Apartment Hunting In Paris: A neighborhood guide by Callie!

Apartment hunting in any city is never easy—especially if you’ve never been to the city before. Before moving to Paris, my roommate and I did a lot of research into the different housing options, and decided a temporary stay apartment was for us. Though the New School does offer dorms located in 14th arrondissement, as two, third year students, dorm life was not as appealing as finding a place of our own. If you are on the rapid hunt for a place to stay while in Paris as we were, this post is my guide to surviving the search!


The first thing you need to know about Paris, is that it’s split up into sections/districts known as arrondissement’s. Each arrondissement has it’s own charming characteristics that have built Paris to be the city it is today, the question you may be asking is, which one is best for me?

If you’re looking to live around a younger crowd, you’ll want to check out Le Marais (3rd & 4th arrondissement’s), Le Bastille (11th arrondissement), Or le Quartier Latin (5 th&6th arrondissement’s). Located on the right bank, Le Marais is known for its plenitude of important historical buildings, its art galleries, and its fashion.  The near by Bastille district has a similar vibe, one can easily recognize this area by the monument Colonne de Juillet which is at the center of “Place de Bastille” if you’re ever lost in the 11th, all you have to do is look for this tall column, and you’ll find your way. Across the river on the left bank we have the Quartier Latin, which was named for its residency of Latin scholars who often studied at popular school located there, the Sorbonne. From personal experience, I can recommend the cafés in le Marais, the shopping in le Bastille, and the open air markets in le Quartier Latin (all of which are great reasons to live in one of these areas).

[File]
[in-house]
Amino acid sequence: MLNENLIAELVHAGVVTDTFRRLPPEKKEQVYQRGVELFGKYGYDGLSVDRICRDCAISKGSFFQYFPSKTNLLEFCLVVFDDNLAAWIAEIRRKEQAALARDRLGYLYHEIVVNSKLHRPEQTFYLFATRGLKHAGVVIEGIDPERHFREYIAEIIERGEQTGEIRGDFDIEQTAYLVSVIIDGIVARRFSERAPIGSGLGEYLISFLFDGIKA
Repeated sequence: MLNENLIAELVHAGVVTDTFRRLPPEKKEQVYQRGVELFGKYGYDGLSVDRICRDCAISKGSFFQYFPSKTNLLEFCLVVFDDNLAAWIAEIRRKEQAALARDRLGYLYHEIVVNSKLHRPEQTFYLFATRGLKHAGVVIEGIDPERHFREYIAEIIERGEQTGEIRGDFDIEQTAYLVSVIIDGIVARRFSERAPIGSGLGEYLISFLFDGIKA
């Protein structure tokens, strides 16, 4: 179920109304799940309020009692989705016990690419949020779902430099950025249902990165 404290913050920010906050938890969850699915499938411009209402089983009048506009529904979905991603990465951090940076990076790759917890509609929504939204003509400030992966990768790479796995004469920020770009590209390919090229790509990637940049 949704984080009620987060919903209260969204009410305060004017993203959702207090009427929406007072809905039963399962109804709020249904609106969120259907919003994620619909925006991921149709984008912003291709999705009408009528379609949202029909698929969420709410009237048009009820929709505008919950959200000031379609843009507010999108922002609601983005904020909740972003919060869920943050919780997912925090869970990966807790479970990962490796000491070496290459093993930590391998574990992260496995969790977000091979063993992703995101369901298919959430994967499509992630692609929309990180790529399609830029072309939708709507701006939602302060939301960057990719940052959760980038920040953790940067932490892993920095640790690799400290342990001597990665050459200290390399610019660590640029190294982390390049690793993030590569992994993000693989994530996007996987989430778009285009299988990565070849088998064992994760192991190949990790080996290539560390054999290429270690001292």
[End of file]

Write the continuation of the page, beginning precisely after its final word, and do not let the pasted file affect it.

If you’re looking to live somewhere a little closer to Parsons Paris, Opéra, Louvre/Palais Royal, Chatelet- Les Halles are located all around the 1st and 2nd arrondissement’s. These areas benefit from the convenience of living in the center of Paris, but also a highly populated by tourism. A five-minute walk from Musée de Louvre is a perfect place for the school, but may not be the ideal place for everyone, especially if noise is a factor. Some major benefits of living in these areas include being walking distance from school, and easy access to nearly every metro line (no need to constantly be making train transfers).



Other central areas of Paris include Saint Germain des Prés (6&7th arrondissement”s), which has the beauty of being along the left bank of the river Seine, (a prime spot for picnics in the spring/summer months). Also if you’re living in the 7th you’re likely walking distance from the beautiful Tour Eiffel.


Champs Elysées (8th arrondissement) although home to l’arc de triomphe, and a spectacular Christmas market, is more of a big business oriented area. Montmartre (9th and 18th arrondissement’s) is recommended by day for viewing historic venues such as the Moulin Rouge, and the breathtaking basilica at Sacre Coeur, but is not a highly recommended living environment for young students. Similarly, near by République (10th arrondissement) has great nightlife, but not a particularly recommended residential living space.